Use your TV remote as an HID mouse

[Vinod’s] latest project lets him use a TV remote control as a mouse. It may not sound like much, but he did it with a minimum of hardware and packed in the maximum when it comes to features.

He’s using an ATmega8 to read the remote control signals and provide USB connectivity. With the V-USB stack he enumerates the device as an HID mouse. One note of warning, he used the PID/VID pair from the USBasp programmer project. If you use that programmer you’ll need to uninstall the drivers to get this to work (we think this is only necessary on a Windows box).

The cursor can be moved in eight directions using the number pad on the remote. The numeral five falls in the center of the directional buttons so [Vinod] mapped that to the left click, with the zero key serving as right click. He even included the scroll wheel by using the volume buttons. The firmware supports cursor acceleration. If you hold one direction the cursor will move slowly at first,then pick up speed. Fine adjustments can be made by single clicking the button. Check out his demonstration embedded after the break.

17 thoughts on “Use your TV remote as an HID mouse

  1. Interesting, I did the similar thing for XBMC.

    Basically, I used the IR decode of the ps3toothfairy and ported it to a USB avr. I made the USB AVR look like a keyboard so that my IR remote could invoke the xbmc keystrokes …

  2. it would be great if he could add programability to the software. maybe have the choice between some buttons being keyboard or some being mouse. Or make the whole thing recognized as a keyboard and use software on the computer to make some keyboard keys act as mouse (not a fan of this idea though, but an option). This would be a great thing if it could program any ir input to keyboard/mouse. I would buy one. is there something like that on the market? if not, Kickstarter?

    1. Or have the power button on the remote toggle between keyboard/mouse mode. Then again, there are enough buttons on the average TV remote to do many jobs at once. Use a remote with a few buttons arranged in a circle for the mouse, the the play/pause buttons for music/video control, and use a few others to act as a next/prev for powerpoint, etc.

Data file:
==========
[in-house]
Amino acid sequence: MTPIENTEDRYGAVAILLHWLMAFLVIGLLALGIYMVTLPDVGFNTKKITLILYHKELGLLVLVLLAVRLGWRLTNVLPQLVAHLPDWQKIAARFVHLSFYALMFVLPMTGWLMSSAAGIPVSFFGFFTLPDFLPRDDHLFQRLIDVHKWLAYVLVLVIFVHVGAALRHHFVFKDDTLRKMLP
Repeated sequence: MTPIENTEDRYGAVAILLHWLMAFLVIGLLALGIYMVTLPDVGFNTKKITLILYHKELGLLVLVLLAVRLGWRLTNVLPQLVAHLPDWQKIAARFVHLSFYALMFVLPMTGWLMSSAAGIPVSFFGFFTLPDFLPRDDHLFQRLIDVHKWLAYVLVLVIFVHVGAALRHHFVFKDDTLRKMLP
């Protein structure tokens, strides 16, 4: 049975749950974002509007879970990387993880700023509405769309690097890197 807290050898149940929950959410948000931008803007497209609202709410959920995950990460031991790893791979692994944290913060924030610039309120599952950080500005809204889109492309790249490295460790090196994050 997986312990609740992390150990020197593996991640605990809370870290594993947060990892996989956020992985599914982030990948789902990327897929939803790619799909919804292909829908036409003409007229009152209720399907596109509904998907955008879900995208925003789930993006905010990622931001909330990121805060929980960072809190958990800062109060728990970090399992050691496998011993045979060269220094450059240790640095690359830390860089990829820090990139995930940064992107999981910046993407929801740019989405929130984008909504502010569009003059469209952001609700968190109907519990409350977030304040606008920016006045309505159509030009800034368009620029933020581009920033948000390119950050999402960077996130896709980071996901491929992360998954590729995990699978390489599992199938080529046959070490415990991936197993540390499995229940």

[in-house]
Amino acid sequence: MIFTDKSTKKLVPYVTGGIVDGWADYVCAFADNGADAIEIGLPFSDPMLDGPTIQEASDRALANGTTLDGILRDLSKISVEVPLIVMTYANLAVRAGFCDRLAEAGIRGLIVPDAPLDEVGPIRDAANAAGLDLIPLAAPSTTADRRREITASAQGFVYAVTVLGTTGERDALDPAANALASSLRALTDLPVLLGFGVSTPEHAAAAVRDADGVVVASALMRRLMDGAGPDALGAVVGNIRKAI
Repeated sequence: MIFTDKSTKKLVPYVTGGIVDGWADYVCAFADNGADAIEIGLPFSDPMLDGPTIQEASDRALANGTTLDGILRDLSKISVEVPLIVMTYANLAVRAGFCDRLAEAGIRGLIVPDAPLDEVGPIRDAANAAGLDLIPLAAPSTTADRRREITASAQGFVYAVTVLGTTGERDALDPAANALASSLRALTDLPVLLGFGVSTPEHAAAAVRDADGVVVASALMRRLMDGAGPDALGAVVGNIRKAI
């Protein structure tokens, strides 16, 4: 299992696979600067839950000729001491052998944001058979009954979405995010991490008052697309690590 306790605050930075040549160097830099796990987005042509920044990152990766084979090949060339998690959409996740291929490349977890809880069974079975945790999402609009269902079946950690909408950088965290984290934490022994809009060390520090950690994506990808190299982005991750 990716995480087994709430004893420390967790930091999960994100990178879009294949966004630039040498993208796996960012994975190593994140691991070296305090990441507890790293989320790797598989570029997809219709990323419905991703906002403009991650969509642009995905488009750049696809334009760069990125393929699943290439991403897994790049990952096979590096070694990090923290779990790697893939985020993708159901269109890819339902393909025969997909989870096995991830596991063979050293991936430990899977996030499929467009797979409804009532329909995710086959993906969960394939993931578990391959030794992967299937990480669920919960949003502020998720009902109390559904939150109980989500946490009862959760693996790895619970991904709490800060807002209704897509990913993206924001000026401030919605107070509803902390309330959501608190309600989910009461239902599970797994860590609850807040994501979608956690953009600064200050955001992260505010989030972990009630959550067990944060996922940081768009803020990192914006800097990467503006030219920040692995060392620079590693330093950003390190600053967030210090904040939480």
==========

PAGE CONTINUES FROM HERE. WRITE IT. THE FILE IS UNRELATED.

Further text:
2. I kinda think the point of designing it with the minimum of components and documenting so thoroughly is that you can break out the iron and some perf board and put one together yourself in a couple of hours, then go ahead and tweak the firmware to your requirements.

      Excellent work, Vinod!

  3. Heh kind of an odd idea but I think it would be good for longer distance wireless use…just find a way to make it more smooth (I think the wii remote mouse is a little better)

  4. I was kind of mislead by the title, I thought this build would allow you to move the remote in the air and make the cursor follow your movements.

    I guess it could be done with a webcam detecting the IR.

  5. Very good use of v stack. The atmega 8 seems like a lot of extra pins, and I think I’ve seen some attiny business card designs that used v-stack, but I’ve never used v-stack so you might have it right on target.

    I did this with a teensy, mine works as a mouse, and youtube playlist player/browser controller. It uses the number pad and channel buttons to access a array of youtube videos then plays them. It also allows alt-tab options for multi-windows support, arrow keys, volume control, and refresh of a browser.

    The mouse programming, to get it so it wasn’t to slow, jittery, or to fast was very tricky. You did quite well on yours, congrats.

    The only thing mine falls short on is the hotkey software that does the volume control for you. I couldn’t figure out how to add media key keystrokes to the teensy library, but other than that it is independent of software, and still works even without the software.

    Good job, and good luck on your next project.

    -Shawn McCombs

  6. Have a look at the lirc project. The lircmd (lirc mouse daemon) is used for controlling the mouse cursor… Also specific actions can be executed by a button on the remote, e.g., launch your favorite webradio.
    I am using lirc on linux for several years now without any problems…

  7. i did something simillar before, still have the code.

    instead of IR -> AVR -> USB -> USBHOST -> PCBUS
    it was: IR -> AVR -> MSMOUSE -> PS/2 -> PS/2HOST -> PCBUS

    1. “host” as in the port on the back ofd the desktop.

      and yes i cheated by using a uSoft uC chip from a uSoftMouse and just plugging it into the computer.

      the IR recieve with AVR was what i actually did…
      it was part of a project that was sharing the same AVR but functionally seperate.

  8. Love it! I had some nice adventures a few years ago with the ubiquitous Packard Bell remote/serial IR dongle :) I used WinLIRC and girder for most of the programming iirc, and it did respond to pretty much anything. A learning remote also helps bridge any gaps when working with this stuff. Both programs are very useful for this kind of stuff. Kudos to the builder and thanks for the write up :) Keep tinkering :)

  9. I am working on a USB HID Mouse with ATtiny85 currently but find that “clicking” seems to be trickier than it appears – why is Vinod Stanur blocking the interrupt for 50 ms after a button press has been decoded (
    Unless the V-USB interrupt is higher level and can interrupt this routine, will this not just cause a delay before the button press or click is generated?
    The main loop of his program seems to be resetting the button state “automatically” on the next USB request.

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